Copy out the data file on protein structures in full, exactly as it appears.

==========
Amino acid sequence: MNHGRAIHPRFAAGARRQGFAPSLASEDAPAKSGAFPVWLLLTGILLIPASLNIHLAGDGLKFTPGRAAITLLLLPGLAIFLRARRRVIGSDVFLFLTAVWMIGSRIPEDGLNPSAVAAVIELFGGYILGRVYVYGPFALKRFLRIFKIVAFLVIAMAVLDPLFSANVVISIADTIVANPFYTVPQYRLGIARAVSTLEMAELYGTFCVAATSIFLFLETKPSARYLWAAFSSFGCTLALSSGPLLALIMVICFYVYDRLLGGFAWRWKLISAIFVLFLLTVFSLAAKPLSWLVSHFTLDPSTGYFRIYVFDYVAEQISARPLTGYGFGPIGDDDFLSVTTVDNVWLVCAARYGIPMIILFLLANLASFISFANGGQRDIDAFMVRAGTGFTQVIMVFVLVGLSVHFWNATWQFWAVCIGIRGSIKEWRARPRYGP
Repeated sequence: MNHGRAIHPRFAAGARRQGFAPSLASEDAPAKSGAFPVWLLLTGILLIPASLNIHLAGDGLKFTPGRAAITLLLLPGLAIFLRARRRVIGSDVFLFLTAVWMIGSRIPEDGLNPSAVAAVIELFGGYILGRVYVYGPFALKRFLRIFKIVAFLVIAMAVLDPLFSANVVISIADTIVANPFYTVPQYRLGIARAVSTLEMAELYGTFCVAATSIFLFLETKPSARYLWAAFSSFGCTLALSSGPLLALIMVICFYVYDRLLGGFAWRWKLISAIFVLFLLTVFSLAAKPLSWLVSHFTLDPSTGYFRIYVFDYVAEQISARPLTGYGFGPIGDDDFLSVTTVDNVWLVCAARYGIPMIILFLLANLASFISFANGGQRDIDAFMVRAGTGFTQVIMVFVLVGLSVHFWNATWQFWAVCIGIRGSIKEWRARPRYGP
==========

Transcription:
Amino acid sequence: MNHGRAIHPRFAAGARRQGFAPSLASEDAPAKSGAFPVWLLLTGILLIPASLNIHLAGDGLKFTPGRAAITLLLLPGLAIFLRARRRVIGSDVFLFLTAVWMIGSRIPEDGLNPSAVAAVIELFGGYILGRVYVYGPFALKRFLRIFKIVAFLVIAMAVLDPLFSANVVISIADTIVANPFYTVPQYRLGIARAVSTLEMAELYGTFCVAATSIFLFLETKPSARYLWAAFSSFGCTLALSSGPLLALIMVICFYVYDRLLGGFAWRWKLISAIFVLFLLTVFSLAAKPLSWLVSHFTLDPSTGYFRIYVFDYVAEQISARPLTGYGFGPIGDDDFLSVTTVDNVWLVCAARYGIPMIILFLLANLASFISFANGGQRDIDAFMVRAGTGFTQVIMVFVLVGLSVHFWNATWQFWAVCIGIRGSIKEWRARPRYGP
Repeated sequence: MNHGRAIHPRFAAGARRQGFAPSLASEDAPAKSGAFPVWLLLTGILLIPASLNIHLAGDGLKFTPGRAAITLLLLPGLAIFLRARRRVIGSDVFLFLTAVWMIGSRIPEDGLNPSAVAAVIELFGGYILGRVYVYGPFALKRFLRIFKIVAFLVIAMAVLDPLFSANVVISIADTIVANPFYTVPQYRLGIARAVSTLEMAELYGTFCVAATSIFLFLETKPSARYLWAAFSSFGCTLALSSGPLLALIMVICFYVYDRLLGGFAWRWKLISAIFVLFLLTVFSLAAKPLSWLVSHFTLDPSTGYFRIYVFDYVAEQISARPLTGYGFGPIGDDDFLSVTTVDNVWLVCAARYGIPMIILFLLANLASFISFANGGQRDIDAFMVRAGTGFTQVIMVFVLVGLSVHFWNATWQFWAVCIGIRGSIKEWRARPRYGP